When one individual holds key knowledge or understanding of a procedure or an element of the technology workflow, bottlenecks can quickly arise—often at the most inopportune moments. Governance prioritizes documentation to avert this issue. Documentation consists of rules about how data is handled, how often it is updated, and from what sources it is compiled. If employees can access extensive documentation, the problem of one person having all the answers is averted.
When data is used to produce results, develop models, communicate with shareholders and regulatory authorities, file 10Ks et cetera, having a strong data plan can make results defensible.
Proving the validity of data is tied to the repeatability of processes and results as described above. Quality data becomes information, which is interpreted by management and used for business decision making. Thus, being able to explain and prove the suitability of the methods used for data consumption and usage ensures that only the most quality information crosses management desks.
In terms of external forces like regulation, building defensible processes for data collection and management streamlines compliance checks, limits liability, and improves shareholder confidence.
Clear Lines of Accountability
In general terms, accountability refers to being held responsible for one’s actions, or to a set of responsibilities carried by a given employee. Like all executives, data executives are accountable to shareholders and their bosses for the profitability, efficiency, and budgetary adherence of their departments. Employees are accountable for the individual functions of their jobs. End-users of data infrastructure (the business’ other staff members) are accountable to the network and security policies dictated by technology teams.
A governance plan maps out individual accountability for aspects of the data ecosystem to each role. Various roles will be responsible for collecting, sanitizing, formatting, and distributing data. The system of accountability also sets a prescribed usage for datasets for each role on the team.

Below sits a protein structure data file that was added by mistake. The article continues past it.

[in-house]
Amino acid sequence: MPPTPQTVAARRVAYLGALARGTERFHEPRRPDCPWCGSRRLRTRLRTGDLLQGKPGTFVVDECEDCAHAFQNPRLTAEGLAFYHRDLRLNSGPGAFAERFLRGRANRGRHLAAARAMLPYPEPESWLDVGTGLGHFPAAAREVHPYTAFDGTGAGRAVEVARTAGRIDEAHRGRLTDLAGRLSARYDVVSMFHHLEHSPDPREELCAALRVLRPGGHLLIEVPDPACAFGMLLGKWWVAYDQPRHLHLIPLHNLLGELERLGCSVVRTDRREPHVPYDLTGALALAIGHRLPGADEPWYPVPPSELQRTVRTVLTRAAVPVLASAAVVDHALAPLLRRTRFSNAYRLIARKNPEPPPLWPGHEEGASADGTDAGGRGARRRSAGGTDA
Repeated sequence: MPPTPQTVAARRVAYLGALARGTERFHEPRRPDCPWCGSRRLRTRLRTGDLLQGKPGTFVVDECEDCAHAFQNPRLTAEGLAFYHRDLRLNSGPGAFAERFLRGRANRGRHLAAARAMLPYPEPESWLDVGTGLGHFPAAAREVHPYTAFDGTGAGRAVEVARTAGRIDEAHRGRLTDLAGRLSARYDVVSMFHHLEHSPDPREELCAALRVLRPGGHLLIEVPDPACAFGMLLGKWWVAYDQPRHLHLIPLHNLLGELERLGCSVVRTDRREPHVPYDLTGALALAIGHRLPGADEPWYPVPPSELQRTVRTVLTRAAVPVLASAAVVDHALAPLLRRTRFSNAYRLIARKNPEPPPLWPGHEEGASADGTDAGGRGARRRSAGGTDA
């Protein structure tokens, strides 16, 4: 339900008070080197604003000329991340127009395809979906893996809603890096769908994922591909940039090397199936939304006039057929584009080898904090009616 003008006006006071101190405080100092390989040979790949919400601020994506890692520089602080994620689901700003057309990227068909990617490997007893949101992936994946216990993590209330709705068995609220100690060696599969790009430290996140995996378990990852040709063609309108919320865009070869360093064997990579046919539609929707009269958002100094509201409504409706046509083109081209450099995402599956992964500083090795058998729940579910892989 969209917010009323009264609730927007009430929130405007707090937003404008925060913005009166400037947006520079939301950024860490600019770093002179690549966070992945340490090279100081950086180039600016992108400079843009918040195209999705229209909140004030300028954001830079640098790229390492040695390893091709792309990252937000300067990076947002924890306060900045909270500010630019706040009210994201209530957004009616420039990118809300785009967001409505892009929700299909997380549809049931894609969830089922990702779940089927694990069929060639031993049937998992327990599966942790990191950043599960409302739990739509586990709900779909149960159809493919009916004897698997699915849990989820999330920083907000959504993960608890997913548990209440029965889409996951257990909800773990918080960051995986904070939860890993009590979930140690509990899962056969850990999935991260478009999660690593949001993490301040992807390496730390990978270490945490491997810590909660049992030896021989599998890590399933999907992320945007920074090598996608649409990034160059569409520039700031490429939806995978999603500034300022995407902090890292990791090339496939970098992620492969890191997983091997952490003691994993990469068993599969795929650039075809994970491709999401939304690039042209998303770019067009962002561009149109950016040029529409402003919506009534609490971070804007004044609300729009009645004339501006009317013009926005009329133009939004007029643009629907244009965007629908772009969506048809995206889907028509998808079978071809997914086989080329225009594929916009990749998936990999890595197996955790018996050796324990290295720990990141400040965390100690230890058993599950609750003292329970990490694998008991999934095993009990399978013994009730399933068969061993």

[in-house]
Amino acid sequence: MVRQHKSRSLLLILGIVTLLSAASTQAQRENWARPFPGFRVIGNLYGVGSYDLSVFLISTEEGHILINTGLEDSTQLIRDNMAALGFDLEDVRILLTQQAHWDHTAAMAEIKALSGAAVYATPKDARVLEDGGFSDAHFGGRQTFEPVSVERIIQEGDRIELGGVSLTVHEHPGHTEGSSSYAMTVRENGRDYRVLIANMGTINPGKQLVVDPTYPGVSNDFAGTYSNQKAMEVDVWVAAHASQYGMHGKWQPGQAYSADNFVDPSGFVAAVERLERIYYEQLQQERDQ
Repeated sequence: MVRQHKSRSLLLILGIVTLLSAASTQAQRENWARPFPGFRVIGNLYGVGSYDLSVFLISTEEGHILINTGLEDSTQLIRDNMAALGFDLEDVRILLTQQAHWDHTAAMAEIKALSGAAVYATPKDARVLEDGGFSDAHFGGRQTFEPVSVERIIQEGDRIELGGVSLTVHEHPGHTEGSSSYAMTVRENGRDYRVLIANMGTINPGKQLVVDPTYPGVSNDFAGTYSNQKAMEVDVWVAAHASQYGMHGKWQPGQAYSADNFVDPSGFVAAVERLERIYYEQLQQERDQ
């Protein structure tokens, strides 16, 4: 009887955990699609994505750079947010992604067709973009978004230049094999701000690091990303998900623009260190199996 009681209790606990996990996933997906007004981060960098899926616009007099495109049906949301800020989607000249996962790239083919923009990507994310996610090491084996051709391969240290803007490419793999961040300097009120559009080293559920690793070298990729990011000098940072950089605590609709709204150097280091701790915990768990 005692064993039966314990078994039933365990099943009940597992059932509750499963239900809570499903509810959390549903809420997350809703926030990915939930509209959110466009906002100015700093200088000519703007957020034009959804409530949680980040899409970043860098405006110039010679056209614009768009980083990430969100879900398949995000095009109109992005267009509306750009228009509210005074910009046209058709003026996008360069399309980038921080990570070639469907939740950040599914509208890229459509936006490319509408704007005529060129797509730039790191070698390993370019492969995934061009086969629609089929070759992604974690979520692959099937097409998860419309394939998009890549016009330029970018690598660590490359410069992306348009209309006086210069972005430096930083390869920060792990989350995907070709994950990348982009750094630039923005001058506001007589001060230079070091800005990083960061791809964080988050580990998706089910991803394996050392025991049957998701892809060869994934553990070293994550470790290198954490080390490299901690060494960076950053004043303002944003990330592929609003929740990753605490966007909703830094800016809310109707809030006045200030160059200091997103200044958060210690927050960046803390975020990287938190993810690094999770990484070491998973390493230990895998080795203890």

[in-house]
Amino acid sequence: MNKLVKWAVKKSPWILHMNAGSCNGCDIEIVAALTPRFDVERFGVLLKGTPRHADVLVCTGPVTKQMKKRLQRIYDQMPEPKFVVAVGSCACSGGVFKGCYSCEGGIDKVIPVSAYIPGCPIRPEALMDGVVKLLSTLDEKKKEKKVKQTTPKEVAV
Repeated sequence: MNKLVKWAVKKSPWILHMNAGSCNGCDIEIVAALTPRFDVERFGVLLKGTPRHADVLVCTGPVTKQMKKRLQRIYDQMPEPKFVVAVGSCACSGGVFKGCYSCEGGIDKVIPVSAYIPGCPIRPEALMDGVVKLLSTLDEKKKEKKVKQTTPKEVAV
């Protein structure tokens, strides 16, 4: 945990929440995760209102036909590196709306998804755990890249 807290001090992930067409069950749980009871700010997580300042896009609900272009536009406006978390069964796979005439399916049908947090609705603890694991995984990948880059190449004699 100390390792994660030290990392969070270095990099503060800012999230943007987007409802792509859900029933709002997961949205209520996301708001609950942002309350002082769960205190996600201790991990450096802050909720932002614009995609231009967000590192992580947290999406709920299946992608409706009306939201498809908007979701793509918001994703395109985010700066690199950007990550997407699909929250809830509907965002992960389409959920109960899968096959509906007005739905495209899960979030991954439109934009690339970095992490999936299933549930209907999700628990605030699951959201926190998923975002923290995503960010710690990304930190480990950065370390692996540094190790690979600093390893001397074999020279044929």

A well-planned and executed governance structure in posts, parcel, and logistics organizations maps out exactly who in each business unit will do what by when, enabling the team to exist as a source of competitive advantage rather than a cost center.
Trust in Data/Process/Results
In a highly systematized environment, the success or failure of a given venture can be analyzed and explained in terms of the strength or weakness of policy and procedure. Data Governance provides documentation and a regimen for all workflows, which, when coupled with strong accountability, leads to higher efficiency, faster turnaround, and work output that is aligned with the corporate mission.
The Mail.dat, Mail.XML and Shipping Services File data specifications in the US have enabled over $42Billion US dollars in commercial commerce for over a decade, as acknowledged by the US Smithsonian Postal Museum.
Through Assurety’s experience in leading and managing these specifications, as well as in providing mailing and parcel shipping software reliant on standard data specifications since 2004, we can say that the only way governance and standardization work is when everyone in the organization (and ideally the industry in case of b2b data specifications, including public/private partnerships) plays a critical role where the participants have both business and technical knowledge.
We’ve led and directed training for new software releases to thousands of personnel for over a decade. Our clients’ staff works in post offices, sorting and induction facilities, cross dock facilities, and in delivery centers. Our clients also utilize external industry professionals from commercial mailers, publishers, marketers, banks, universities, retailers, and eTailers. All direct and indirect employees must receive access to documentation and training on how to use new software, workflows, and processes. We believe well-trained people and formally governed data are the key to success or failure of any multimillion dollar software implementation and digital transformation. We also believe that exponential organizations (versus linear organizations), which we will discuss in a future article, are the ones poised for success.